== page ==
• The bid / ask spreads can be wide.  Never pay what is offered, use limit orders and split the bid/ask prices (e.g., if the spread is 3.40/3.80 and you want to buy, offer 3.60 or 3.70 with a limit order.)  More on trading VIX options here.
  • The VIX options are European exercise, unlike most equity options—practically this means the VIX options will predictably match (approximately) the VIX index, only once a month—the moment they expire.
  • The posted greeks (delta, gamma, etc.,) are almost always wrong.  See more here.
  • Like all options, their premium value erodes with time, especially as you approach expiration.

If you want to trade the VIX  you are probably hoping to speculate on its big swings, or you are trying to hedge your portfolio against big, sharp declines.    If you want to speculate, be prepared to move in a  hurry—the VIX drops quickly once the market angst subsides.   Most of the action is over in a few days.

If you want to hedge over the longer term I’d avoid these securities and look at the longer-term strategy funds described next.

Strategy Funds

 There is one volatility-based strategy fund, PowerShares’ PHDG is a portfolio solution that combines equities (S&P500) and a volatility hedge. 

The downside of a volatility strategy fund is that sometimes it significantly underperforms regular equity positions, it doesn’t respond quickly to fast volatility events like overnight scares or flash crashes, and it doesn’t track daily VIX moves all that well.   However, volatility strategy funds should do very well in bear market scenarios, taking advantage of the strong backwardation in VIX futures that occurs during panicky times.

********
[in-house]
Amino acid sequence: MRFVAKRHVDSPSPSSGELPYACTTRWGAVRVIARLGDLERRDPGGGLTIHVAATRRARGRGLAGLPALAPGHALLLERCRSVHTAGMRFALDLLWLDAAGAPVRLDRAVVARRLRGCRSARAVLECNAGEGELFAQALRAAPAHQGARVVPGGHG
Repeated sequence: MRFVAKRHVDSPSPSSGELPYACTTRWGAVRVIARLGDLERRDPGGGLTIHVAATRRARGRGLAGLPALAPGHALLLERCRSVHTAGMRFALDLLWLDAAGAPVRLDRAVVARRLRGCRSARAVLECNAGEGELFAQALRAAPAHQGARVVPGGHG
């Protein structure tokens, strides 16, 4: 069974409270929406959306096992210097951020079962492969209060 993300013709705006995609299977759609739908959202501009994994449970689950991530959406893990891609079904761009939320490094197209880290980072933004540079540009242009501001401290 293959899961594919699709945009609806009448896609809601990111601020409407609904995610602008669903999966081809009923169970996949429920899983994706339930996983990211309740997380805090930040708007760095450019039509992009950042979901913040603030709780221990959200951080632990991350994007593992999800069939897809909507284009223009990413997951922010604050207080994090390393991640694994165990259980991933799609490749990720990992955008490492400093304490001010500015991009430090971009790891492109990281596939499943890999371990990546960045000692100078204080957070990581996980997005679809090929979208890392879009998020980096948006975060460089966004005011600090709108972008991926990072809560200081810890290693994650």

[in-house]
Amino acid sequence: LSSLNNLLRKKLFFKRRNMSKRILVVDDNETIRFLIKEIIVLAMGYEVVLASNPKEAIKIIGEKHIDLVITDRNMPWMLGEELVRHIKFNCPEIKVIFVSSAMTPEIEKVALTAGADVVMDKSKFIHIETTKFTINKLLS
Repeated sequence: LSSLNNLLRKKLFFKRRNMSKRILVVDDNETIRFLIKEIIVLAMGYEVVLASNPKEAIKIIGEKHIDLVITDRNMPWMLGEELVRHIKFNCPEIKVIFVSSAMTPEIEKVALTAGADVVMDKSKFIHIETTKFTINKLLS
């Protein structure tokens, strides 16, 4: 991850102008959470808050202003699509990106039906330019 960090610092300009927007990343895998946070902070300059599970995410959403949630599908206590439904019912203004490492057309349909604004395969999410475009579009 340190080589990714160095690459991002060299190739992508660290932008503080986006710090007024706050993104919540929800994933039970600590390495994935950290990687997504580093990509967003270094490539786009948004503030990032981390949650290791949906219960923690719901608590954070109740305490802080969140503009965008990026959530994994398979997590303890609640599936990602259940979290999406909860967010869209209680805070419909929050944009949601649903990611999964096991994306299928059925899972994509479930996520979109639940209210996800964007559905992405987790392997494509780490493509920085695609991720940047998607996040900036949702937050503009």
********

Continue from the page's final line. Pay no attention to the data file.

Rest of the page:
Bottom line, it’s very tempting to try and guess when the VIX will spike, but in practice, most people don’t get the timing right.  If you buy options or ETPs like UVIX, UVXY, or VXX you will likely see your money wither away.   If you want to trade long volatility, probably the best strategy is to wait until there’s a volatility spike already in progress.  Most likely it will be a false alarm, but if the downturn develops into a full-scale correction or bear market there are some serious money-making possibilities.

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42 thoughts on “How to go long on the VIX index”

    • Barclay’s vxz is quite similar to vixm. The biggest difference is that VXZ is an ETN and VIXM is an ETF. Barclay’s XVZ is a pretty different animal. It shifts its assets based on market conditions.
      Best Regards, Vance

  1. Can someone explain to me why when the VIX is up almost 5% today (2/27), VIX calls are down (some significantly) and puts are up ? Seems bizarre…

  2. Hello Vance,

    Compared to their respective lows in mid Dec 2015, VXX is up about 17.5%, and $VIX about 16.5%, at today’s close.